Covid: Plan B vote to be split into three amid Tory rebellion
A vote to pass new Covid measures into law this week is expected to be split, as Boris Johnson faces a rebellion from about 60 Conservative MPs.
Sophie Gallagher www.bbc.co.uk
Government sources suggested the introduction of Plan B measures for England will be divided into three separate votes on Tuesday.
There will be a distinct vote for plans to introduce Covid passes in some venues, opposed by some Tories.
But Plan B is expected to become law as Labour is backing the government.
The BBC estimates that about 60 Tory MPs have said they will oppose the introduction of Covid passes – requiring proof of double jab or negative test – to access certain venues like nightclubs.
If replicated in the Commons on Tuesday, it would be the largest rebellion of his MPs that Mr Johnson has seen yet.
As a result, it is expected MPs will be asked to vote on this separately to other parts of the plan, our political correspondent Chris Mason reports.
1. There is likely to be one vote on the new facemask rules.
2. Another vote on whether a daily negative test result should allow those exposed to a positive case to avoid self-isolation.
3. And the third on Covid status certification, described by some as vaccine passports, but which can be obtained through a negative lateral flow test.
Ministers will hate relying on Labour
It’s important to untangle the real world consequences of the votes over measures to limit the spread of Omicron, coming on Tuesday, from the political consequences.
I’m told there will be three votes on introducing Plan B for England and one on making it compulsory for front line NHS staff in England to be fully jabbed.
Let’s be clear: it looks like all will pass easily, because Labour will back the government.
Three of the four votes will pass with minimal opposition. It’s the one on so-called Covid passports that will encounter a blast of turbulence.
About 60 Conservative MPs don’t like the idea.
That number of rebels would normally be enough to beat the current government with its big majority.
But with Sir Keir Starmer propping him up, Boris Johnson can still win.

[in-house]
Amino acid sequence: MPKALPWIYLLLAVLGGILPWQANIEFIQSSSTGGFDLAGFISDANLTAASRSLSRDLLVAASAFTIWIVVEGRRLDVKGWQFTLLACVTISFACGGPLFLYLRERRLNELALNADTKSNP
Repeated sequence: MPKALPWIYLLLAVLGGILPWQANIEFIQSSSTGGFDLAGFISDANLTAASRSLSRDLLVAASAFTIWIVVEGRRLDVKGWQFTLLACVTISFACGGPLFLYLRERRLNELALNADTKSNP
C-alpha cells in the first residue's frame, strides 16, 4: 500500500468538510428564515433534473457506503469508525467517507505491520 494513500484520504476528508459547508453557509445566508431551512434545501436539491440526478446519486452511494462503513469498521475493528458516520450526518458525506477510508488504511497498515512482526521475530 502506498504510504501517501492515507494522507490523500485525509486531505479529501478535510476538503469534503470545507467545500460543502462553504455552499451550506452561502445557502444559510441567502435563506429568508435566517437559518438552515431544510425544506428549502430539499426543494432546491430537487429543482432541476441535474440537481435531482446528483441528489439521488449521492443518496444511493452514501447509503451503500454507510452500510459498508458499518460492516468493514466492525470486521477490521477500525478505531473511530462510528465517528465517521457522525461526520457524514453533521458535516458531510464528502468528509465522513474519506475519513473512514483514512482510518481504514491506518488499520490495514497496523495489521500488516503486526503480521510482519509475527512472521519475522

So Covid passports are still likely to happen.
But governments hate relying on the opposition in order to win votes, because it leaves them looking feeble.
In addition there is also expected to be a vote this week on mandatory vaccination for front line NHS staff in England.
Despite having previously been against it, the BBC understands that Labour will back the government’s plan to make jabs compulsory.
As recently as October, the Labour leader Sir Keir Starmer said he was opposed to the idea but it is understood the party has changed its mind after briefings from government scientific advisers.
That vote could come before Parliament as soon as Tuesday.
Earlier, Tory MP Steve Baker criticised the Department of Health and Social Care for promoting the new rules around Covid passes on Twitter before a vote had taken place.
Health Secretary Sajid Javid responded, saying: “No law is decided until Parliament votes on it. I’ve asked for this graphic to be deleted for implying otherwise.”
Although Plan B has not yet passed, there is already talk that the government might need to bring further measures in England as Omicron cases rise.
On Saturday, a further 633 Omicron cases were reported – although the real number is estimated to be much higher. Overall, a further 54,073 daily cases were recorded across the UK.
Meanwhile, a report by the London School of Hygiene and Tropical Medicine has suggested the UK will face a substantial wave of Omicron infections in January without further restrictions, beyond Plan B.
It also said the number of deaths could range from 25,000 to 75,000 between now and April.